Friday, August 26, 2016

Fifty Years Ago This Week in West Rome - 8/29/1966 to 9/4/1966

Forget what the calendar said: West Rome students knew that summer was definitely over as of August 29th, because they were sitting in a desk inside a classroom at the old alma mater (along with almost 6400 hundred other students at various other schools in the Rome City system). And of course, right on schedule, the temperature climbed to almost 90 degrees for the first day of school—and as uncomfortable as 90 degrees is today, it was even moreso in 1966, since West Rome had no air conditioning.

Rome got its first voting machines this week in 1966, setting up a demonstration machine at the county courthouse and another at the municipal auditorium so that interested citizens could come by and familiarize themselves with the new machines prior to the November elections. These weren’t computerized machines; instead, they simply used an automated punch system to mark the ballot (which would eventually give birth to the “hanging chad” phenomenon of the 2000 election).

West Rome’s football season was already facing challenges this week in 1966. Even before the first game. Starting quarterback Jimmy Culberson, who was injured during drills, came off the injured list for one day, only to be put on the sick list the next day because of a severe respiratory infection. This forced Coach Paul Kennedy to move Greg Quinton (who was previously known for his performance as a corner linebacker) to the quarterback position. “We were trying to get two teams ready to play against Dalton,” Coach Kennedy said, “but we’ve thrown that plan out the window and now we hope to get one team ready.” Coach Kennedy had high hopes for Friday’s season opener against Dalton, mentioning the impressive running of Roger Weaver.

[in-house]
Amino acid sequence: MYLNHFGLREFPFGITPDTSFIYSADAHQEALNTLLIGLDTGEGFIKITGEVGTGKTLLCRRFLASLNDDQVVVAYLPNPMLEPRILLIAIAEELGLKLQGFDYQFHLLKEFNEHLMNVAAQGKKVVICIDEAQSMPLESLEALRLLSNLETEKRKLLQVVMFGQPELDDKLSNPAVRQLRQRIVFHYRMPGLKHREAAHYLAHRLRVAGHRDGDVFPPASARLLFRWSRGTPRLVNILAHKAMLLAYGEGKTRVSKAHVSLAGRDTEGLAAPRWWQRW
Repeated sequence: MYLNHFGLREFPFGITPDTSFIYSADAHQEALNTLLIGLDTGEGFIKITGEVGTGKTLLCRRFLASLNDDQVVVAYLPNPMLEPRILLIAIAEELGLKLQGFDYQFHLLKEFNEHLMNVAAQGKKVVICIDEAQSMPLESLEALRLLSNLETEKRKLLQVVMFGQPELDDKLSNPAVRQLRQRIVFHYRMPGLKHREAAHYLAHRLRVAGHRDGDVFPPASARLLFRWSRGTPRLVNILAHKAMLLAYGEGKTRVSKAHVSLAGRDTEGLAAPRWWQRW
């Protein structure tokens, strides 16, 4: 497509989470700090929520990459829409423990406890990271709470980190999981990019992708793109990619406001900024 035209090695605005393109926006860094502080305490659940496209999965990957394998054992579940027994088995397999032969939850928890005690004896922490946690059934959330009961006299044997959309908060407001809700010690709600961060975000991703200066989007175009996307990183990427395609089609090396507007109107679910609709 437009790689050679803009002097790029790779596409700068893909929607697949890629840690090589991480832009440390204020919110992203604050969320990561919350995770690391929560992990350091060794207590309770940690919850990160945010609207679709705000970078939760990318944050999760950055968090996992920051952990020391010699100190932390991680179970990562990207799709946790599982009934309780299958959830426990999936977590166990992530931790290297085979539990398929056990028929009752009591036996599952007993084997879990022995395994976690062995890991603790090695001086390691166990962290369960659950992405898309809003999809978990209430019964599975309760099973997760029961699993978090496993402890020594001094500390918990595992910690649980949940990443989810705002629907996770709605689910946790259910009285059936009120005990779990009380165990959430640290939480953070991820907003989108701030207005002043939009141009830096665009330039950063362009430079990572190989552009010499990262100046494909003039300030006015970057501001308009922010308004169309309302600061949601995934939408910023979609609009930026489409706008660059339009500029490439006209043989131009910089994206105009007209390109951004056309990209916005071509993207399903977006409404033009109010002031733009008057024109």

In spite of the team's challenges, West Rome managed to avoid a defeat—but they didn’t rack up a victory, either Instead, they played Dalton to a 0-0 tie on Friday Night, September 2nd. While the Chieftains didn’t manage to score, Coach Kennedy said that he was nevertheless quite impressed with the running of Roger Weaver and Johnny Rimes.

West Rome graduates looking for a job in Rome were undoubtedly happy to hear that United Parcel Service was hiring for their new operation in Georgia. UPS announced plans to open a Rome facility, and they were offering $2.50 per hour starting pay, with a raise to $2.70 an hour after 90 days, with no prior delivery experience needed. (Remember that the inflation multiplier is 7.43, so the starting salary that UPS was offering for new drivers would equal about $18.50 an hour today.) Oh, what a different a robust economy and very low unemployment made insofar as competitive wages were concerned!...

Underscoring how different things were a half-century ago: the first bale of cotton for the 1966 season arrived on the Rome market on Tuesday, August 30th, and it was such a big deal that it actually earned a story on the main local news page of the Rome News-Tribune. The bale was grown in Horton, Alabama, ginned in Centre Alabama, weighed 510 pounds, grown from Carolina Queen cotton seed, and was received at the Georgia Alabama Warehouse on East Fourth Street, where it went up for auction on Saturday morning, September 3rd.  Can you imagine anyone today dedicating this level of attention to the arrival and sale of a bale of cotton?